In a country whose political formations follow tribal furrows, it has been disturbing that people from the President’s Kikuyu community would seem to listen to Ruto more than they have listened to the head of state. Whether this is speculative imagination or not is a matter to be tested, and the purges have failed to give clear-cut indication.

MPs who spoke in flowery praise of Senate deputy speaker under the wrath of a section of the party leadership surprised everyone when they went on to vote for his removal, despite lack of clarity on what his sin was.

In NASA/ODM, the removals have been reached in more or less similar fashion. Vague indictments have been made against persons accused of not toeing the coalition line and agenda. They have then been removed and announcement of their ejection made at press briefings that have been devoid of the sense of solemnity that the Jubilee removals have had. While the Jubilee party honchos, from Secretary General Raphael Tuju to politicians in Parliament, have prosecuted their agenda with a sense of solemnity, the NASA pressers at which announcements were made had the character of a hilarious standup comedy.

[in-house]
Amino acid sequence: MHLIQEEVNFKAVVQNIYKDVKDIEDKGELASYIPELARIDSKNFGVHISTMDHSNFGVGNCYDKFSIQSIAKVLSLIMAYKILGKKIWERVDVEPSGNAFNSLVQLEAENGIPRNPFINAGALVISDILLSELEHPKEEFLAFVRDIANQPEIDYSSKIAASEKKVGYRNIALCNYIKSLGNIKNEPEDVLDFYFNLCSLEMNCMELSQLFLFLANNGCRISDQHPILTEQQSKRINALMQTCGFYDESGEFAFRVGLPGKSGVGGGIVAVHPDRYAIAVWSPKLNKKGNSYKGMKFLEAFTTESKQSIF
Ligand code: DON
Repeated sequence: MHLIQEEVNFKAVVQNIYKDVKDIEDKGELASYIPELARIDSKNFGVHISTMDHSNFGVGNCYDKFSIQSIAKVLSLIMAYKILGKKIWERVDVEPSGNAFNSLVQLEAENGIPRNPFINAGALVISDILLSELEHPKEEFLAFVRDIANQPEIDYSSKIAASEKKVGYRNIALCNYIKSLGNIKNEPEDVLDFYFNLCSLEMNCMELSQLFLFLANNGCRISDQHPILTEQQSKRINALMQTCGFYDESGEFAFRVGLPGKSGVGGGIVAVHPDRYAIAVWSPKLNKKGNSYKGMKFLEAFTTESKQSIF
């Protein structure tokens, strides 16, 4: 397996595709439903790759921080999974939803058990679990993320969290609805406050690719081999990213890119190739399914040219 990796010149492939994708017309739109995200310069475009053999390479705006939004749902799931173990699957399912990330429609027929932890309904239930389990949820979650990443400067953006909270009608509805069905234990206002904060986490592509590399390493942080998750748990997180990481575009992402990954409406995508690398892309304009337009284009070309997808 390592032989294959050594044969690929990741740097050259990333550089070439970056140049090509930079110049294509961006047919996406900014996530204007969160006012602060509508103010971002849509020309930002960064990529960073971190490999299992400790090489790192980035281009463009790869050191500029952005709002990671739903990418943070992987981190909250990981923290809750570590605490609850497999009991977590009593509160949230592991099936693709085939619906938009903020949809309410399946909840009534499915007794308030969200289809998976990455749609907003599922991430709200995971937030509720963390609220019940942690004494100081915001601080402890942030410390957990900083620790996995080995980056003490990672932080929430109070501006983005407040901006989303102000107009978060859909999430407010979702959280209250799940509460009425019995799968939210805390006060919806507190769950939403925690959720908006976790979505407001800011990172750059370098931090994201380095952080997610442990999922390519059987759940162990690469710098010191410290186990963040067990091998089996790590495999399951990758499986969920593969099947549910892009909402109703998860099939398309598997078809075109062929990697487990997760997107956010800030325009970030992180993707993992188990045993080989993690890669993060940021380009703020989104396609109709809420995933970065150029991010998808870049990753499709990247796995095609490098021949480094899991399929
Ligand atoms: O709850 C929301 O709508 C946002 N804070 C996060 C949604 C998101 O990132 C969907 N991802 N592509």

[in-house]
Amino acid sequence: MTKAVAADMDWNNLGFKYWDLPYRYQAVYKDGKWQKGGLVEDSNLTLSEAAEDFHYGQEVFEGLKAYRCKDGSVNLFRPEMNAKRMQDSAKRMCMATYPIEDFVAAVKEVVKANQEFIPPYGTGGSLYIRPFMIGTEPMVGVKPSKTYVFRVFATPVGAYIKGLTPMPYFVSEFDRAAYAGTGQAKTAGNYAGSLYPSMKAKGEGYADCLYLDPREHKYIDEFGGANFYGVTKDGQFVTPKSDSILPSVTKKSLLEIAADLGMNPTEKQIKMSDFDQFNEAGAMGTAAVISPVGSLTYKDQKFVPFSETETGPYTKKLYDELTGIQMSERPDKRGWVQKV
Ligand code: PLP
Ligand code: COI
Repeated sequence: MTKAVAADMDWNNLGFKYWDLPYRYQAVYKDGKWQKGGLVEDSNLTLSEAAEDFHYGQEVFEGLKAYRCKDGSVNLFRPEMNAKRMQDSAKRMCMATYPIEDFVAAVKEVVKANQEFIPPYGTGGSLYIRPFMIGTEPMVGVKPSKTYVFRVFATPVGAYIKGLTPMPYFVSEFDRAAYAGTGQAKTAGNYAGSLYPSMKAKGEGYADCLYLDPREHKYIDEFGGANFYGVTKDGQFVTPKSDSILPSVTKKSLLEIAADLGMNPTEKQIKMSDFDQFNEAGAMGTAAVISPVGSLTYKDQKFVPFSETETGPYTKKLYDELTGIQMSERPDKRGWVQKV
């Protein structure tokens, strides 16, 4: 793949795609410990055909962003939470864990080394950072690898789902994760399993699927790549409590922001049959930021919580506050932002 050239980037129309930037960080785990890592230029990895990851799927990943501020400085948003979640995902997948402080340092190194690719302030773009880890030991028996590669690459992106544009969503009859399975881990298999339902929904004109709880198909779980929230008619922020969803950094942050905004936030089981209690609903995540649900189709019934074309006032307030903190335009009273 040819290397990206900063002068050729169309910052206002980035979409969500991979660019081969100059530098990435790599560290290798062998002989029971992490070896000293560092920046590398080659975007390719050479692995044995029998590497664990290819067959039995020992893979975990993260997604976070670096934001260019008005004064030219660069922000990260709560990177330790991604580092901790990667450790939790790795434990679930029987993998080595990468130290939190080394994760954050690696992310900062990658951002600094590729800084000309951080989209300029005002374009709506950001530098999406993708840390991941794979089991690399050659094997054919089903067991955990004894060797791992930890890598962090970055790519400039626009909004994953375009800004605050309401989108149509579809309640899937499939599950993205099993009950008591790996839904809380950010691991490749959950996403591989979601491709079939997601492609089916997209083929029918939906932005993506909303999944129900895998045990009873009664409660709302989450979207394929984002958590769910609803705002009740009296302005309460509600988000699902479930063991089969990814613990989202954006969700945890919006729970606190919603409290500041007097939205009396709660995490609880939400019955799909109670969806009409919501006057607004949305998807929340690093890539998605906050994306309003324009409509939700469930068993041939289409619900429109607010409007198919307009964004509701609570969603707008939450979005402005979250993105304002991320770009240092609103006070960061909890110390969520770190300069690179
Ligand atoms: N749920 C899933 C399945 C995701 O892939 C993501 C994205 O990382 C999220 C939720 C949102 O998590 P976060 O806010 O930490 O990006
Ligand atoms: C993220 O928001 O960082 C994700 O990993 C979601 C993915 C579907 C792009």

Regardless of character, however, the die is cast; iacta alea est, as Julius Caesar famously said after crossing the Rubicon with his armies. The purge is on, the purge has been done, the purge is coming.

Coming, too, is a constitutional referendum. It has been speculated that the purge has derived much of its gravitas from the fear that Rutorites in Parliament could frustrate the anticipated constitutional review process. A clampdown has, therefore been necessary, for abundance of caution. Having tasted the wrath of power, anyone contemplating rebellion should have another think.